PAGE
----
The Georgia Department of Public Health reported Wednesday that six Bulloch County residents probably died due to COVID-19, extending the deadliest local stretch of the virus since the pandemic began in March 2020.
Since Aug. 10, there have been 16 confirmed and 13 probable deaths –29 total – of Bulloch citizens reported by the Department of Health. The Department of Health defines a probable death as a patient who receives a positive Antigen/rapid test for COVID-19, developed symptoms and then died. For comparison, there were 29 total deaths between March 10, 2021 and Aug. 10, 2021 reported by the Department of Health in Bulloch.
“The number of COVID-caused deaths will fluctuate as health care providers report deaths to the Department of Health,” said Ted Wynn, director of the Bulloch Public Safety/Emergency Management Agency. “That number today of six probable deaths is stunning and saddening. Clearly, the delta variant is much more deadly than the initial COVID virus. Please, get a vaccine, wear your mask and social distance.”
At the same time deaths are increasing in Bulloch, local new cases of COVID continued a decline that began more than two weeks ago. According to the Department of Health, Bulloch had 29 new confirmed cases since Monday. On. Sept. 3, Bulloch was seeing 63 new cases per day.
East Georgia Regional Medical Center had 58 COVID patients hospitalized on Wednesday, with 23 on ventilators. The hospital had an all-time high of 24 on ventilators on Monday.
Cherie Drenzek, state epidemiologist for the Georgia Department of Public Health, said the highly contagious delta variant is responsible for the surge.
“The delta variant began spreading in Georgia around July 4,” Drenzek told a virtual meeting of the state’s Board of Public Health. “There has been an exponential increase in cases, hospitalizations and deaths over the last 60 days.”
According to data provided by Drenzek, there has been a 20-fold increase in cases, a 13-fold increase in hospitalizations and a 17-fold increase in COVID deaths since July 1.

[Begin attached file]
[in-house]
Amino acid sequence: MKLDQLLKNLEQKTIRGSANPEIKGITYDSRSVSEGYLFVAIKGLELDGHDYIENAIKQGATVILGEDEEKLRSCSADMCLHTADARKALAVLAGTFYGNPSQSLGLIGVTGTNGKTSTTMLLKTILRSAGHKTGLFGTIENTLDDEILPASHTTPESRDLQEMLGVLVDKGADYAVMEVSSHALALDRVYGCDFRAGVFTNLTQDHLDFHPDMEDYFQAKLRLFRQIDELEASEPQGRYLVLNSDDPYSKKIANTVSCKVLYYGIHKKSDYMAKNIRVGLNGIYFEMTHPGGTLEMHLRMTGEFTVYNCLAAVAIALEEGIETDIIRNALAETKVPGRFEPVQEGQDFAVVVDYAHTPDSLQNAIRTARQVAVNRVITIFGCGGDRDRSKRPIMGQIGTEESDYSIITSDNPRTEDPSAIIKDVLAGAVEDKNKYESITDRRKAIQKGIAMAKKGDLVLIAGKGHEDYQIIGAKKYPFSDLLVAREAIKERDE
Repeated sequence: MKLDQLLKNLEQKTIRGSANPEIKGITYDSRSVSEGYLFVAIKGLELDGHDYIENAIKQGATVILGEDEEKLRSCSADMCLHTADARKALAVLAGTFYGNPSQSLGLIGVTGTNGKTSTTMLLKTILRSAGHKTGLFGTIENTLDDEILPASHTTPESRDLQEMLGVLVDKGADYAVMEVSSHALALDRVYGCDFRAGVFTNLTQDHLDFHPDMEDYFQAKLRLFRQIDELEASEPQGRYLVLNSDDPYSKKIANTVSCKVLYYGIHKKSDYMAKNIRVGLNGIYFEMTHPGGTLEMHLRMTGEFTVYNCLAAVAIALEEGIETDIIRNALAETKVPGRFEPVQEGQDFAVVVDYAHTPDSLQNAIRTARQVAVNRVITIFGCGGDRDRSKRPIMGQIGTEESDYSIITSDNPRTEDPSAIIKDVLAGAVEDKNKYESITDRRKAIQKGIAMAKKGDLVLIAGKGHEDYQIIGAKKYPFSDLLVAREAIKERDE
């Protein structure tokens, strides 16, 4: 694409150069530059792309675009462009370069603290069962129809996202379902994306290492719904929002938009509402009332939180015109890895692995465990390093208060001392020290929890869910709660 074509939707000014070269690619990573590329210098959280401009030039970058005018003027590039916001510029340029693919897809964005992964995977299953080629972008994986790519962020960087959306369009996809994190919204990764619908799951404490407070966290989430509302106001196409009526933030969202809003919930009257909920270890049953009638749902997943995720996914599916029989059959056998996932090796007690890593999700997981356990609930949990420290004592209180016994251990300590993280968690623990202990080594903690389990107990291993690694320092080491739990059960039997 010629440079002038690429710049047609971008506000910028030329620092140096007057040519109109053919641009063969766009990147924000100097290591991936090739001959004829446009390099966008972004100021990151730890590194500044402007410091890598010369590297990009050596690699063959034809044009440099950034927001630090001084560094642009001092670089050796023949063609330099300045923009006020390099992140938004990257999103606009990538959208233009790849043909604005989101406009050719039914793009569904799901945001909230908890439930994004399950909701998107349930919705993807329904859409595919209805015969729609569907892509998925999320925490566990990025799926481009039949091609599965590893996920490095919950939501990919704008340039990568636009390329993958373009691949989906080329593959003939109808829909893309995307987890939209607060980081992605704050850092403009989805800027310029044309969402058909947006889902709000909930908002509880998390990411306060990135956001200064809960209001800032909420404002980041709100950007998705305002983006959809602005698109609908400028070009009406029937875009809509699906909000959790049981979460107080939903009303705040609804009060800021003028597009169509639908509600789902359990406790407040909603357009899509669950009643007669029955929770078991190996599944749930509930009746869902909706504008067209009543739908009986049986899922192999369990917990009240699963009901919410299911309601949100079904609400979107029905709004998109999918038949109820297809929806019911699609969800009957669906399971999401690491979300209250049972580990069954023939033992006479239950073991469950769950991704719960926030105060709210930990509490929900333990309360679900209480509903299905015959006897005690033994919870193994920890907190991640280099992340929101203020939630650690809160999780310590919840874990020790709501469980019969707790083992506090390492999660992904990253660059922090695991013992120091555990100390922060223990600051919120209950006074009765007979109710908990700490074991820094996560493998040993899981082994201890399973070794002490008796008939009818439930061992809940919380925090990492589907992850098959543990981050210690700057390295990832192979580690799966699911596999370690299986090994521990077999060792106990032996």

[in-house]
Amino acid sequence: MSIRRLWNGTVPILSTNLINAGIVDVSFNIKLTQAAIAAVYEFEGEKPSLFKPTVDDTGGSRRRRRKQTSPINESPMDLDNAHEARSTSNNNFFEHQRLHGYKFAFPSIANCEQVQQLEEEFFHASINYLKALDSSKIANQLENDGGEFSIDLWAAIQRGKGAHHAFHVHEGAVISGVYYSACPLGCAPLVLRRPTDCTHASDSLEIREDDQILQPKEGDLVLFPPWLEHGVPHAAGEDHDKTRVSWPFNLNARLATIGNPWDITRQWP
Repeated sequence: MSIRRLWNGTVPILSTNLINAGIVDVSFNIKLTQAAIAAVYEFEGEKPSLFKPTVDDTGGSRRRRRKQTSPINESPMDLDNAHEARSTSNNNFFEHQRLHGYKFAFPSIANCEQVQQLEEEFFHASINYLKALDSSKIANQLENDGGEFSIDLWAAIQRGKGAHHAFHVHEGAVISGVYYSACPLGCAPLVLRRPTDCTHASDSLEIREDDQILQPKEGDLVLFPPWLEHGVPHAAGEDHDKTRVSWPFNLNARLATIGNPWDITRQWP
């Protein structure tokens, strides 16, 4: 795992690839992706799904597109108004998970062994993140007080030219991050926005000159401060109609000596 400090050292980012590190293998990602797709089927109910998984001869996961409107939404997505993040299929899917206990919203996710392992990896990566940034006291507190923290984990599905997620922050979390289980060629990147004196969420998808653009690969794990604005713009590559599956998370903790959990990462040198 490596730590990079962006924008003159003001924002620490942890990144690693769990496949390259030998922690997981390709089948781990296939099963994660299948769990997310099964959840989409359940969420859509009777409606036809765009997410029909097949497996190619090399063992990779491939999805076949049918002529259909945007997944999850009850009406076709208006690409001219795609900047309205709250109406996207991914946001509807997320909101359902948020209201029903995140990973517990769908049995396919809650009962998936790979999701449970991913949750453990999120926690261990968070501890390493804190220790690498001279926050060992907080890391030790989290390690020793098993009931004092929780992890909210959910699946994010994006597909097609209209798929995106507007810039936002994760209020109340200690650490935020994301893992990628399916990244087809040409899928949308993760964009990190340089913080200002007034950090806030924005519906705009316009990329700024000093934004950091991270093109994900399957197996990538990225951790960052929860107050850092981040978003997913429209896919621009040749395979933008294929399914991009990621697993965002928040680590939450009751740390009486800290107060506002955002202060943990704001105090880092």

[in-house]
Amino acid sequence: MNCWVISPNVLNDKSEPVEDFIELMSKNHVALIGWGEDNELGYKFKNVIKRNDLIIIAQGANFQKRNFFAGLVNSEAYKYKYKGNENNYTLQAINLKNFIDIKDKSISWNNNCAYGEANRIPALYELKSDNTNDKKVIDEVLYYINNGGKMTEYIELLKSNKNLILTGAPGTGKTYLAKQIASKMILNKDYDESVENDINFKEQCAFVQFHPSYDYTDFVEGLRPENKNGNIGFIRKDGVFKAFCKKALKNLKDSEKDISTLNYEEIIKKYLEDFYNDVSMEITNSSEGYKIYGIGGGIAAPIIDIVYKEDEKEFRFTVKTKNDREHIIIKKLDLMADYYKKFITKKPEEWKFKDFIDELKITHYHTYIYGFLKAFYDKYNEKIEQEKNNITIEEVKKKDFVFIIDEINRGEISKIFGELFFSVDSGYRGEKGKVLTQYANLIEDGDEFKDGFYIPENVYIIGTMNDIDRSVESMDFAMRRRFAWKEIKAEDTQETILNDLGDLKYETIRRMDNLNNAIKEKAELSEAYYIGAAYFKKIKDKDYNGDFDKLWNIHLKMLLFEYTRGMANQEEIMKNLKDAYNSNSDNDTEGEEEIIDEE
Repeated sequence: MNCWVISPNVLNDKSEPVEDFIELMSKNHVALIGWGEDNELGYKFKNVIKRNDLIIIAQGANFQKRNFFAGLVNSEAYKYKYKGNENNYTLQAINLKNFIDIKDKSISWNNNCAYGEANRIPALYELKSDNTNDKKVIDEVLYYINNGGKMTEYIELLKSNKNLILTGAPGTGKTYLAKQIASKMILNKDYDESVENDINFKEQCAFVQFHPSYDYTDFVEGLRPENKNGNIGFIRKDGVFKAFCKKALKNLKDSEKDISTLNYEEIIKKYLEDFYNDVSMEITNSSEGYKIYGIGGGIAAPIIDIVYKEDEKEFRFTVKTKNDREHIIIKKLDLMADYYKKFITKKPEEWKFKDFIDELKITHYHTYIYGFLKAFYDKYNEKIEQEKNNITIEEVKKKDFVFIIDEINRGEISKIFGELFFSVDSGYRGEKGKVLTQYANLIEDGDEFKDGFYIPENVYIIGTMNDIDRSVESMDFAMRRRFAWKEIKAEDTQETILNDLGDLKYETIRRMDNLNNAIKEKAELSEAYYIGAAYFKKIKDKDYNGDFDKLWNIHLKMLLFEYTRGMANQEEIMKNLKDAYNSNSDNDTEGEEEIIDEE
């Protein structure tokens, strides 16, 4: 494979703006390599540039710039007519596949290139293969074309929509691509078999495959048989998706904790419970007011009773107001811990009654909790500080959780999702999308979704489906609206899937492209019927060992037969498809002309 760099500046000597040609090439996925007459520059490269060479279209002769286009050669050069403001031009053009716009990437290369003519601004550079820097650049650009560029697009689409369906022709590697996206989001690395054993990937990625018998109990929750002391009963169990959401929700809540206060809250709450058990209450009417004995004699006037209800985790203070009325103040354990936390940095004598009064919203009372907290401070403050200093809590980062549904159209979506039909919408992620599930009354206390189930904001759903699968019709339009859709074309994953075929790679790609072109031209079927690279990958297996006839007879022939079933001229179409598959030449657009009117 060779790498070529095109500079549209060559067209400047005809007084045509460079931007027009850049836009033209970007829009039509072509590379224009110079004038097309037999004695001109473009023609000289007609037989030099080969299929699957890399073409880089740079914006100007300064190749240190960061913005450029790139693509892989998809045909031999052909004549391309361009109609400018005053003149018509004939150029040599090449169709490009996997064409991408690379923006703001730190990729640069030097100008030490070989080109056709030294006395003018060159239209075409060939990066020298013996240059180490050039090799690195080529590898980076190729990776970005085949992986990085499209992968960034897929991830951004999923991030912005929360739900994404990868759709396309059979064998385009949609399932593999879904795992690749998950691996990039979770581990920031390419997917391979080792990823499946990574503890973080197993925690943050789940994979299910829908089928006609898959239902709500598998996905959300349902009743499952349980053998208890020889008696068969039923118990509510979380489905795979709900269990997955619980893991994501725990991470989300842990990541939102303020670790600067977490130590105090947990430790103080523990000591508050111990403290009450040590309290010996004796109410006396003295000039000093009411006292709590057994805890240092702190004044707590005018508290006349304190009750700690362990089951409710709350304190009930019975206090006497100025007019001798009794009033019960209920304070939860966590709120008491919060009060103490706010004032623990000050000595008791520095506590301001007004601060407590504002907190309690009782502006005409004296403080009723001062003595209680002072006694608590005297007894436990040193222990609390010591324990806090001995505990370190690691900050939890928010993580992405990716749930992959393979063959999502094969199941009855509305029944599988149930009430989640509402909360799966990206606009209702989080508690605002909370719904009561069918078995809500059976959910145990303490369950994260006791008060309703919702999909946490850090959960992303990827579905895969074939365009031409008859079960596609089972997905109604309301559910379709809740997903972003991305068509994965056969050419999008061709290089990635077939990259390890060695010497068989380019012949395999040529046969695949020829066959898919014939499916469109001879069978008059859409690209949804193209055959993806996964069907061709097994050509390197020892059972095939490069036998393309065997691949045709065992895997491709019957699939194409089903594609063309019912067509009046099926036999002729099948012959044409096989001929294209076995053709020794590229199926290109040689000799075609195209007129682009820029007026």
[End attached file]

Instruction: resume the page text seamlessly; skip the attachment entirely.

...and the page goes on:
Since the beginning of September, the seven-day average of new cases has fallen. But Drenzek warned the state is coming down from steep peaks, and its hospitals and schools are still facing great strain. The “risk of transmission" through communities remains high, she said.
“We’re very much at peak levels even though we’re starting to go down," she said.
The state recently set a record for the number of patients hospitalized with COVID-19. And Drenzek said the recent surge has affected school-aged children much more than previous waves. Children up to the age of 17 now account for more than a quarter of all cases.
She urged continued adherence to precautions such as maintaining social distance, wearing masks and quarantining when sick or exposed. Increasing the state's vaccination rate also remains vital, she said.
Only 45 percent the state's population is fully vaccinated, well below the national average.
The U.S. is averaging more than 1,800 COVID-19 deaths and 170,000 new cases per day, the highest levels respectively since early March and late January. And both figures have been on the rise over the past two weeks.
The country is still well below the peaks reached in January, when it was averaging about 3,400 deaths and a quarter-million cases per day.
The U.S. is dispensing about 900,000 vaccinations per day, down from a high of 3.4 million a day in mid-April. On Friday, a Food and Drug Administration advisory panel will meet to discuss whether the U.S. should begin giving booster shots of the Pfizer vaccine.
The biggest surge over the summer occurred in states that had low vaccination rates, particularly in the South, where many people rely on air conditioning and breathe recirculated air, said Linsey Marr, a professor of civil and environmental engineering at Virginia Tech. She said states farther north could see upticks as the onset of cold weather sends people indoors.
Vaccination rates are higher in some Northern states, but “there’s still a lot of unvaccinated people out there. Delta is going to find them,” Marr said.
The Associated Press contributed to this report.